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The Water Loss and Solar Panel Operating Condition Effects of Using Solar Photovoltaic Panels to Shade a Body of Water

Description

Ensuring that people across the globe have enough water and electricity are two large issues that continue to grow. This study performs a test on whether using solar photovoltaic modules to shade water can potentially help diminish the issues

Ensuring that people across the globe have enough water and electricity are two large issues that continue to grow. This study performs a test on whether using solar photovoltaic modules to shade water can potentially help diminish the issues of water and power. Using the setup of a PV module shading water, a stand-alone PV module, and unshaded water, it was found that shading water can reduce evaporation and lower PV module operating temperature at the same time. Using averaged data from two days of testing, the volume per unit surface area of water that evaporated per hour was 0.319 cm3/cm2 less for the shaded water compared to the unshaded water. The evaporation rates found in the experiment are compared to those of Lake Mead to see the amount of water lost on a large scale. For the operating temperature of the PV module, the module used for shading had a consistently lower temperature than the stand-alone module. On the first day, the shading module had an average temperature 5.1 C lower than the stand-alone module average temperature. On day two, the shading module had an average temperature 3.4 C lower than the stand-alone module average temperature. Using average temperatures between the two days from 10:30am and 4:45pm, the average daily temperature of the panel used for shading was 4.5C less than the temperature of the stand-alone panel. These results prove water shading by solar PV modules to be effective in reducing evaporation and lowering module operating temperature. Last, suggestions for future studies are discussed, such as performance analysis of the PV modules in this setting, economic analysis of using PV modules as shading, and the isolation of the different factors of evaporation (temperature, wind speed, and humidity).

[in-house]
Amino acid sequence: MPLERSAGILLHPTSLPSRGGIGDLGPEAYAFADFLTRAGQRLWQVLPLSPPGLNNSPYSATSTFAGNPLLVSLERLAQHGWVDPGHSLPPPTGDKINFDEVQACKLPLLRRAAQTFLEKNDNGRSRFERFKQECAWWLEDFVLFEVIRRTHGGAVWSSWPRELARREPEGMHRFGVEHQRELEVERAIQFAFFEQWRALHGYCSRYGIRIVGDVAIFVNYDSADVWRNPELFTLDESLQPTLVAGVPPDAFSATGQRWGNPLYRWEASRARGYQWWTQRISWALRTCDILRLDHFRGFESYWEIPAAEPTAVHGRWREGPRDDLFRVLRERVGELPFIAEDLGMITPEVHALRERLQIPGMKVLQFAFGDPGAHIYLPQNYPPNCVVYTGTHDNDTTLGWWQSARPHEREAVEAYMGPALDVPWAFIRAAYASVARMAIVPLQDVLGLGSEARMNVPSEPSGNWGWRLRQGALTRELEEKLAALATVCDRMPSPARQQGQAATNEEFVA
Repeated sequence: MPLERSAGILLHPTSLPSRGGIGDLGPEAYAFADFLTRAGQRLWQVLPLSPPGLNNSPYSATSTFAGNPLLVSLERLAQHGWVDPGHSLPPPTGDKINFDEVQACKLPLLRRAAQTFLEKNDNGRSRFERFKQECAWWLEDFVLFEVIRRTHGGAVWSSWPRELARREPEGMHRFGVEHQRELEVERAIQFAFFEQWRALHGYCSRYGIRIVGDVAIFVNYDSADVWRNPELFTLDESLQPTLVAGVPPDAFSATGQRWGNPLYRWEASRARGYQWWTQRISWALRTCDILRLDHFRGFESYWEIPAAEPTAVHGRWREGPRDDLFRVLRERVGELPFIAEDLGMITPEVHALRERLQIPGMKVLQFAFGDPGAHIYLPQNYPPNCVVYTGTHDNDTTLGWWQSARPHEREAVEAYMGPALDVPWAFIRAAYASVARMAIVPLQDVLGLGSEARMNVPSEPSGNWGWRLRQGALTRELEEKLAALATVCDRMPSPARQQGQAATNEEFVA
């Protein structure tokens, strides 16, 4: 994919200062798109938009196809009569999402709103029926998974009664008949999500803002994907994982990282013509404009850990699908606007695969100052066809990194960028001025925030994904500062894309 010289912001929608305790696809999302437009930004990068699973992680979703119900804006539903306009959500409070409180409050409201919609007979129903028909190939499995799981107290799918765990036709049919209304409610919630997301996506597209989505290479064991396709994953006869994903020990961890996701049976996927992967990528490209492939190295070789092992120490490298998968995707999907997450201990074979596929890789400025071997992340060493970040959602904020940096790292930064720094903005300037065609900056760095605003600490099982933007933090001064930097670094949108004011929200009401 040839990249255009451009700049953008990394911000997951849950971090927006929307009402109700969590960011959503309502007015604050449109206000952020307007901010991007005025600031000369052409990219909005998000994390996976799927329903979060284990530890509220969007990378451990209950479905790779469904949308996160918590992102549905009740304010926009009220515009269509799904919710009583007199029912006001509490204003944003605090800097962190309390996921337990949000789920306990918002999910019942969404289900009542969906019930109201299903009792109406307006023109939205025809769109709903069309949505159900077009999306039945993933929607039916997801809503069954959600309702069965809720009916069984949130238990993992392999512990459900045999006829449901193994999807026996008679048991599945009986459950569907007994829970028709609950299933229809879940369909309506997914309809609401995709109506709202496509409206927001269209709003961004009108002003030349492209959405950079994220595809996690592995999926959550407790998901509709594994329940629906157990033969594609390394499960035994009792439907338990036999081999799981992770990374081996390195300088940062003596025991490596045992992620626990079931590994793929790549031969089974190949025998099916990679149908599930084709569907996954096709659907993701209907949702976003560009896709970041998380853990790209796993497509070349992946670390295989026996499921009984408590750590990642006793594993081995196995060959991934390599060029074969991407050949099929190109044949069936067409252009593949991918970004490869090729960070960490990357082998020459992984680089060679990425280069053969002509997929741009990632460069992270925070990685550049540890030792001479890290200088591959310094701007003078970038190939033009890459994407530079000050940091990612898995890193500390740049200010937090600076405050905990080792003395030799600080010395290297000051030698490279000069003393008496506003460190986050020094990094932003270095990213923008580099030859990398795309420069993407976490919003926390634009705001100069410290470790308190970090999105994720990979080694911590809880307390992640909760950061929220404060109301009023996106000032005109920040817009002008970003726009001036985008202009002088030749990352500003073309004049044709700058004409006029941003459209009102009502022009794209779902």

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2019-05

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Lightning Audio: Plasma Arc Speaker Technology and Marketability

Description